Deck Stain Failed? Who to Blame?  4.3/5 (8)

This post was updated on May 1, 2024

Peeling Deck Stain

Peeling Deck Stain

My Deck Stain Failed? Who to Blame?

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Deck Stain Failed? Who to Blame, the Stain? Or the Person who Applied the Stain?

There is nothing worse than going through the time-consuming process of applying a stain just to see that it is peeling a few months later.

This a common query and occurrence for many exterior wood deck owners. You love your garden and deserve to enjoy it. Nobody wants to see an unsightly, peeling deck so today we will be looking at who is the main culprit – the stain or the person who applied it?

Potential human errors

As we know, excellent preparation of your decking is crucial when you intend to apply a new stain. It is the most prevalent reason that deck stains fail.

Applying a water-based stain on top of an oil-based stain or the other way around is one of the major issues that many don’t know exists. Often, stains will simply not stick to other brands so if you are changing then it’s vital you properly remove the old stain.

The case could also be that the old stain – which failed by peeling or wearing unevenly – was not fully removed. It’s a bad idea to try and apply a new stain over an old one without first using an effective deck stain stripper. Otherwise, the new coat will be doomed to have the same problems as the one you are removing.

Some people erroneously assume that just because a deck is brand new, it is ready to be stained. This is a rookie mistake. Every deck needs to be correctly prepared for staining whether it’s new or ten years old.

Also, when sanding, it’s important to note that exterior decking is not the same as an interior one. When wood is porous, it is more susceptible to absorption so stains are able to thoroughly soak through. A little tip to ensure your wood soaks up the stain is to keep your sandpaper at sixty grit or less. When finished, use a cleaner and wood brightener to clean away the sawdust.

Do not over-apply. A deck stain will not last any longer if you apply more coatings and in fact, the opposite may happen. Too much stain can film on top of the wood leading to premature failure or peeling.

Problems with the stain

If you’re doing everything right and still having trouble, the problem might not lay with you but with the stain, instead.

With so many options at your fingertips, it’s hard to decipher which stains are better or worse quality. Do a little reading into the world of stains and you will quickly see that certain brands have a history of underperforming.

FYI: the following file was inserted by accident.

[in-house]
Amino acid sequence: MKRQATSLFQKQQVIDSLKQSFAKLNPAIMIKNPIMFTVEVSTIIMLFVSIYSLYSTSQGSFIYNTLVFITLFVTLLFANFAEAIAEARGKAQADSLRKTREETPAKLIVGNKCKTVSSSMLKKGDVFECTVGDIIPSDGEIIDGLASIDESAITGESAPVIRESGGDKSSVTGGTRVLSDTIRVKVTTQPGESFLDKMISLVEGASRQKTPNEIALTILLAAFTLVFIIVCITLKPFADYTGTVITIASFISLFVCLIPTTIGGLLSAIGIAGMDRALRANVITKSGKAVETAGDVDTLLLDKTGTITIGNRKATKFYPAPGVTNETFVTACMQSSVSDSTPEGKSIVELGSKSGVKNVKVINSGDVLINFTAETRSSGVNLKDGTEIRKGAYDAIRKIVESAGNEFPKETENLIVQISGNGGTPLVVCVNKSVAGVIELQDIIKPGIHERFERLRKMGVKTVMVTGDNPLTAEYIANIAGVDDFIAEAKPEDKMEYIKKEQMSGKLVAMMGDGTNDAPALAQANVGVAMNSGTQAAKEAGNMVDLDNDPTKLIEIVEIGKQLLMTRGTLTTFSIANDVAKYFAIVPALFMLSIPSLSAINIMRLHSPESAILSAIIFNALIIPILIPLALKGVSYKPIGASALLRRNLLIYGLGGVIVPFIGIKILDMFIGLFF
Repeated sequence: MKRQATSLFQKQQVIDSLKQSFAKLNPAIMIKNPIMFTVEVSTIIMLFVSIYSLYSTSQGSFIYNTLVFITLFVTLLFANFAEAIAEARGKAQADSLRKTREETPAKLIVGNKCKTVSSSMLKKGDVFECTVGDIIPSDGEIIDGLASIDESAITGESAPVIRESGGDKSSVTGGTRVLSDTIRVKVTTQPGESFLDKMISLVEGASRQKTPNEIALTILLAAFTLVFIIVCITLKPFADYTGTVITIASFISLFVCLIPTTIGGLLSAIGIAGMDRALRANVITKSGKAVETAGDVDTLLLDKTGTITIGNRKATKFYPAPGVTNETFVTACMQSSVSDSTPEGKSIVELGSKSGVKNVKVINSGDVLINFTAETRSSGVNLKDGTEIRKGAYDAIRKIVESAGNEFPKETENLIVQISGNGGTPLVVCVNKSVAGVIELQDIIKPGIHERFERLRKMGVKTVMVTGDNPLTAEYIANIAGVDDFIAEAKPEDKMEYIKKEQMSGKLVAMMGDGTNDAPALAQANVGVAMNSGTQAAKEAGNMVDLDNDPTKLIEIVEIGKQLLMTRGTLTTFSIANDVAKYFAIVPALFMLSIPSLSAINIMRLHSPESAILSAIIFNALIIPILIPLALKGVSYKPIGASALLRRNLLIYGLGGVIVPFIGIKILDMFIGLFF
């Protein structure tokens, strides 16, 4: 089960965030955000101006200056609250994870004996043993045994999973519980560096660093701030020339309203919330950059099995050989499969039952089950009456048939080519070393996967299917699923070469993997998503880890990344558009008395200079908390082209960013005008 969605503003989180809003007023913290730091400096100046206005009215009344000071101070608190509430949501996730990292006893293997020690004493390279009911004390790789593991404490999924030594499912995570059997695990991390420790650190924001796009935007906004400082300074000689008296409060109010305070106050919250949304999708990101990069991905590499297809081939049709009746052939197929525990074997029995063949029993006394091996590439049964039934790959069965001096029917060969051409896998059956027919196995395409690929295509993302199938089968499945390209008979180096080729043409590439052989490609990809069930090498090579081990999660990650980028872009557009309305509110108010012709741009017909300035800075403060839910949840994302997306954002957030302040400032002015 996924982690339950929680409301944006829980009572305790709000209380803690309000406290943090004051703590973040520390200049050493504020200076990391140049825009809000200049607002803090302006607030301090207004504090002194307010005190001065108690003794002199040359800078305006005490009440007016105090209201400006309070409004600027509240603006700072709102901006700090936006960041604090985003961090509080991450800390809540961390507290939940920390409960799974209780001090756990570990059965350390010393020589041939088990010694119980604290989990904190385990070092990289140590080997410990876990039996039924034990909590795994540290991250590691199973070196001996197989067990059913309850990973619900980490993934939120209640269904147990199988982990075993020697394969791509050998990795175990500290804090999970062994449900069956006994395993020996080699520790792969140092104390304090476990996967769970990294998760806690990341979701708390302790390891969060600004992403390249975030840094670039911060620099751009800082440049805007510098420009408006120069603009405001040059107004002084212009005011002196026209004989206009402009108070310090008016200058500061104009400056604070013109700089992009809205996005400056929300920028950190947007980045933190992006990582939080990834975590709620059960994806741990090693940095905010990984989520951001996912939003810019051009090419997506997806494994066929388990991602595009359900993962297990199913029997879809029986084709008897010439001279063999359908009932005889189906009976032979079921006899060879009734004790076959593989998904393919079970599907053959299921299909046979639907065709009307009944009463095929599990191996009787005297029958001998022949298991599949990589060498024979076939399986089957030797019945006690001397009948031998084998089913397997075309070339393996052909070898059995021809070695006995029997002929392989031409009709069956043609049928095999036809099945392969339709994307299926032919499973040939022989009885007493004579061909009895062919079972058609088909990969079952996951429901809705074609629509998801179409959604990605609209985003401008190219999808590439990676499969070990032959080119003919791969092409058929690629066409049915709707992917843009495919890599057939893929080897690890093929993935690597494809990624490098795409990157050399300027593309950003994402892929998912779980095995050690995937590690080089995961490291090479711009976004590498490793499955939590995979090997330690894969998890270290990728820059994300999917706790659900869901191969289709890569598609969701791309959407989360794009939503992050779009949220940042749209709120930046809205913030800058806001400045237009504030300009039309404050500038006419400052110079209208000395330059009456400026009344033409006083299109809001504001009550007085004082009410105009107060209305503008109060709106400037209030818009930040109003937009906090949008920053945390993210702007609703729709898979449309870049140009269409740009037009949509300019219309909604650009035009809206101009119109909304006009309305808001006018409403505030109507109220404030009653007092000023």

We believe that penetrating stains are always the best option. Top 6 Deck Stains. Deck stains that dry/film on the top of the wood and do not penetrate usually have a shorter lifespan, prone to peeling, and don’t last as long.

If your deck is well-prepped and you researched the wide array of high quality, long-lasting, penetrating stains then you will minimize the risk of having annoying problems in the future. Careful planning and preparation are the keys to success when staining.

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author avatar
Scott Paul ~ Restoring Wood & Decks Since 1993 Owner
As an article and comment contributor to the site, Scott has been around the pressure washing industry since attending college. In 1993 he started his first company called Oakland Pressure Wash specializing in exterior pressure washing and deck staining. That company evolved into OPW L.L.C. shortly thereafter concentrating more on exterior wood and deck restoration. Scott and his Deck Cleaning Michigan company have restored over 10,000 decks in the Metro Detroit area since the early years. He has become an authority in the deck restoration industry and has contributed to numerous wood restoration forums and informative sites. All the products he suggests through this site are sold through online sites and in retail stores, allowing the consumer to choose their own means of purchase. Scott’s eCommerce sites do sell many top brands he endorses and if you appreciate any of the help he has offered then feel free to purchase from one of them.

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5 years ago

I will renovate my deck and I saw on Youtube that to prevent “stain blotching” you use a stain conditioner. Is it OK for outdoor to use a stain conditioner before you start deck staining?

5 years ago

what is the negative effect of using a stain conditioner? What solution is there to prevent stain blotching? Thanks

5 years ago

should I use 180 sandpaper instead to get a smooth surface?

5 years ago

Is the fall of the year a bad time to stain a drck?

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